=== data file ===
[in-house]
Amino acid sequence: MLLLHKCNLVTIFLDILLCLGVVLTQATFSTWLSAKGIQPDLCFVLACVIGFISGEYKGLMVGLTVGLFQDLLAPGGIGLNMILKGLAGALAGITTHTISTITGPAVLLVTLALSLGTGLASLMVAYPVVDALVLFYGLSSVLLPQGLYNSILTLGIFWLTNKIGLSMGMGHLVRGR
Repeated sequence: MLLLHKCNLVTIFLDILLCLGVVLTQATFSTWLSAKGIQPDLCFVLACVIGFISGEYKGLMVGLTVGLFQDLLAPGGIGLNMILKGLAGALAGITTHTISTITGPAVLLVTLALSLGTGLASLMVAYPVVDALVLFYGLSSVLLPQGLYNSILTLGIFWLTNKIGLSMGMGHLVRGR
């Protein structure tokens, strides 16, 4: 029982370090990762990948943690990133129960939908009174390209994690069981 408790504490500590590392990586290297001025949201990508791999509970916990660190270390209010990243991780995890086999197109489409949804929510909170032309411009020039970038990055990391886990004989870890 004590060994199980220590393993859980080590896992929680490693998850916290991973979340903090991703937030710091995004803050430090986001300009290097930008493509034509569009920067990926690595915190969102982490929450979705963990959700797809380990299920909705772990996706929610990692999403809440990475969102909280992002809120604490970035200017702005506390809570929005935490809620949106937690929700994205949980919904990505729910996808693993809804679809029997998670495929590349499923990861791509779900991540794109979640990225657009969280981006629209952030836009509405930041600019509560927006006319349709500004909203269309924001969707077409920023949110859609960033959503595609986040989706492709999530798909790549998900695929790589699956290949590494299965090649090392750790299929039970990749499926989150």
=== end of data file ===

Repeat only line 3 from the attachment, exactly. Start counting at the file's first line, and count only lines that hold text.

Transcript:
Repeated sequence: MLLLHKCNLVTIFLDILLCLGVVLTQATFSTWLSAKGIQPDLCFVLACVIGFISGEYKGLMVGLTVGLFQDLLAPGGIGLNMILKGLAGALAGITTHTISTITGPAVLLVTLALSLGTGLASLMVAYPVVDALVLFYGLSSVLLPQGLYNSILTLGIFWLTNKIGLSMGMGHLVRGR